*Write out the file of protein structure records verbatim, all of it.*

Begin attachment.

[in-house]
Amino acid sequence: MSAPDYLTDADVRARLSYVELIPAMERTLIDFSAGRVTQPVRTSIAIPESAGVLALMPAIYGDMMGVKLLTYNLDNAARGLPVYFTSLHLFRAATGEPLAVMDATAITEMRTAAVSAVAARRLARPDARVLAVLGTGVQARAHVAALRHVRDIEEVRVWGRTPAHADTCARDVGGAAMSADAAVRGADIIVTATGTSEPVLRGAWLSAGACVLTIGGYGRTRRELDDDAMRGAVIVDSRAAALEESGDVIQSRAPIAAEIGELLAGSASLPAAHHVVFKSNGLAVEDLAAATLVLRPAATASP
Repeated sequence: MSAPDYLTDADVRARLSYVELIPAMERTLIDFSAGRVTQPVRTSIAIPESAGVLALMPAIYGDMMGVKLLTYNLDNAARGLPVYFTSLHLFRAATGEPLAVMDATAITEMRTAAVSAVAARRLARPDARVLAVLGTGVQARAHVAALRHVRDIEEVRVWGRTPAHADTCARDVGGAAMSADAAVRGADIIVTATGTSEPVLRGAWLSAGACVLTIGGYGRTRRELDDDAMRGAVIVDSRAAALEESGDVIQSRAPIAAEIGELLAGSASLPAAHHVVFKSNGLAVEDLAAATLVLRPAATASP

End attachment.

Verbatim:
[in-house]
Amino acid sequence: MSAPDYLTDADVRARLSYVELIPAMERTLIDFSAGRVTQPVRTSIAIPESAGVLALMPAIYGDMMGVKLLTYNLDNAARGLPVYFTSLHLFRAATGEPLAVMDATAITEMRTAAVSAVAARRLARPDARVLAVLGTGVQARAHVAALRHVRDIEEVRVWGRTPAHADTCARDVGGAAMSADAAVRGADIIVTATGTSEPVLRGAWLSAGACVLTIGGYGRTRRELDDDAMRGAVIVDSRAAALEESGDVIQSRAPIAAEIGELLAGSASLPAAHHVVFKSNGLAVEDLAAATLVLRPAATASP
Repeated sequence: MSAPDYLTDADVRARLSYVELIPAMERTLIDFSAGRVTQPVRTSIAIPESAGVLALMPAIYGDMMGVKLLTYNLDNAARGLPVYFTSLHLFRAATGEPLAVMDATAITEMRTAAVSAVAARRLARPDARVLAVLGTGVQARAHVAALRHVRDIEEVRVWGRTPAHADTCARDVGGAAMSADAAVRGADIIVTATGTSEPVLRGAWLSAGACVLTIGGYGRTRRELDDDAMRGAVIVDSRAAALEESGDVIQSRAPIAAEIGELLAGSASLPAAHHVVFKSNGLAVEDLAAATLVLRPAATASP